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“Mexico 1968: Emancipatory Memories 50 Years On,” Susana Draper, Princeton University

LocationRockefeller Hall, Room 300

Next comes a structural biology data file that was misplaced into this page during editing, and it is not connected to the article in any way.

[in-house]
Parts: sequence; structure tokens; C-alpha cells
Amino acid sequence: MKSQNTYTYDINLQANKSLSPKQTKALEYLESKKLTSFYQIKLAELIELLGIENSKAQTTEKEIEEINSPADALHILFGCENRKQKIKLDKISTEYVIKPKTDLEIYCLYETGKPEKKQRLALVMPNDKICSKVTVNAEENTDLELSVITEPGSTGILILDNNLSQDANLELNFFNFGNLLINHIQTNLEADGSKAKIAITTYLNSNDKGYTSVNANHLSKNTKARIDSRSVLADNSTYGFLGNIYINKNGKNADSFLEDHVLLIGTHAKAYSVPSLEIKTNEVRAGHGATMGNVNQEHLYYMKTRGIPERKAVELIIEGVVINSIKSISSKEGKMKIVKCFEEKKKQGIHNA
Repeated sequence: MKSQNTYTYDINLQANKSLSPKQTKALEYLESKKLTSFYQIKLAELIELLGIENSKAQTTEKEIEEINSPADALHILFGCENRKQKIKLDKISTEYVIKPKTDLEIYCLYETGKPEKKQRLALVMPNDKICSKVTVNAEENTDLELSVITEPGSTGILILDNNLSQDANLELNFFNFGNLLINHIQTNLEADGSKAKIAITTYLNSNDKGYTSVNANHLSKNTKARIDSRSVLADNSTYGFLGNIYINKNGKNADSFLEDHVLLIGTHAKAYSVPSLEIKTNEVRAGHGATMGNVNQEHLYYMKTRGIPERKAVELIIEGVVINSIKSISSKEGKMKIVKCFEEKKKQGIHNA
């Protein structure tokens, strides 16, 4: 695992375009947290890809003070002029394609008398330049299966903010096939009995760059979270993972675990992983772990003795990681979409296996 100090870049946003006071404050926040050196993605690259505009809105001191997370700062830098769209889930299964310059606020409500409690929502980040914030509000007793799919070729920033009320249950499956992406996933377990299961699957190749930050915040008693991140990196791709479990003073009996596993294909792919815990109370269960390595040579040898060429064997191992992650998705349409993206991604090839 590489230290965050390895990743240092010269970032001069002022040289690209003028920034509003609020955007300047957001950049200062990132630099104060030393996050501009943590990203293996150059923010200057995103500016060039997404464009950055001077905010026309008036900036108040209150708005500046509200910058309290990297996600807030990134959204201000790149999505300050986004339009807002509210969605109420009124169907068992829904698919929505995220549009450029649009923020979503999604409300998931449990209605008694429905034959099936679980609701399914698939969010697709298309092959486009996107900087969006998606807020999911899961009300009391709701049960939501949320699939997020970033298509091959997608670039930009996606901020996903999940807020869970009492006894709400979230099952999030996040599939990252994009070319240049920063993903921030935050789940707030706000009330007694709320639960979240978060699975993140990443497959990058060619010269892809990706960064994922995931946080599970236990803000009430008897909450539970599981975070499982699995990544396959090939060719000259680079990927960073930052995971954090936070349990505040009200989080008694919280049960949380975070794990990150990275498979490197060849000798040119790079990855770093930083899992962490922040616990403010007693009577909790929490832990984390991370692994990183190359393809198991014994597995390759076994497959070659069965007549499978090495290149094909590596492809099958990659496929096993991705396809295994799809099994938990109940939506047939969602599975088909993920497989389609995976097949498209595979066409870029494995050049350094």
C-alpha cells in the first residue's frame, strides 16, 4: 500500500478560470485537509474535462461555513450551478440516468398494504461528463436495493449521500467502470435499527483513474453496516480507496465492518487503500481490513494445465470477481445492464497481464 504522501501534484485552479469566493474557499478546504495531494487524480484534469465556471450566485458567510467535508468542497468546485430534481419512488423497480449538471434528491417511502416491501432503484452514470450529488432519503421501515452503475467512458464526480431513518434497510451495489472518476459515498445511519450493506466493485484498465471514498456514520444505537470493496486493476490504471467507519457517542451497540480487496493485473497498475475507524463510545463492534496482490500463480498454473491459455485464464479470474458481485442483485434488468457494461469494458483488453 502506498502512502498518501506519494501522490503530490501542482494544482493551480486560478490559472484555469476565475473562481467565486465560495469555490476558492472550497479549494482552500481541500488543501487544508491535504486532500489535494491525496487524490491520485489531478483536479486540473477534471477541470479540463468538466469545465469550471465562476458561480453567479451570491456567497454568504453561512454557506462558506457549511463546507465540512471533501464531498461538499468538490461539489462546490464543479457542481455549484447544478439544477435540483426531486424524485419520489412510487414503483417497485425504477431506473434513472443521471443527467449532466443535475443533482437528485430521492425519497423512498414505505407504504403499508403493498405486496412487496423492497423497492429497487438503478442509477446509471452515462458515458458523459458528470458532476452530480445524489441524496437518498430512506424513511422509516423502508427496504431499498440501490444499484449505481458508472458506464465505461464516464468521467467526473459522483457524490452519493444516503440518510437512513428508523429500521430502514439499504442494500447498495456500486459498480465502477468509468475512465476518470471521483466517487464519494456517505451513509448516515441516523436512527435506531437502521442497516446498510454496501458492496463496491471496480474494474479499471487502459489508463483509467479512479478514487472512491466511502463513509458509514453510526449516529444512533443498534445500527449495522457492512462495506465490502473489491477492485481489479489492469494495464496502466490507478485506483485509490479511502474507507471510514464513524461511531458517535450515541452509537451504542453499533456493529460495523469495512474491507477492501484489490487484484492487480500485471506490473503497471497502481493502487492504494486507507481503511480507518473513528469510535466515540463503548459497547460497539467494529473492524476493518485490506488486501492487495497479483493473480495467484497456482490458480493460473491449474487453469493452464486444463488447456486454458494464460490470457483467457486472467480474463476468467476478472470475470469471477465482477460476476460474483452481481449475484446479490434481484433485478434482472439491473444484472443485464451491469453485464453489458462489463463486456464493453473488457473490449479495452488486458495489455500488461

Susana Draper is Associate Professor of Comparative Literature at Princeton University and the author of 1968 Mexico: Constellations of Freedom and Democracy (Duke UP 2018), among other publications. Draper’s talk will offer a nuanced perspective of the 1968 movement in Mexico, challenging the dominant cultural narrative that has emphasized the October 2nd Tlatelolco Massacre and male student leaders. Draper reveals new archives of revolutionary participation—from women’s cooperative experiments, to Mexican Marxist philosophers, political prisoners, and women who participated in the movement. The talk is sponsored by the Barbara Bailey Brown Fund of the Department of Political Science, and is co-sponsored by Hispanic Studies, International Studies, and Latin American and Latinx Studies.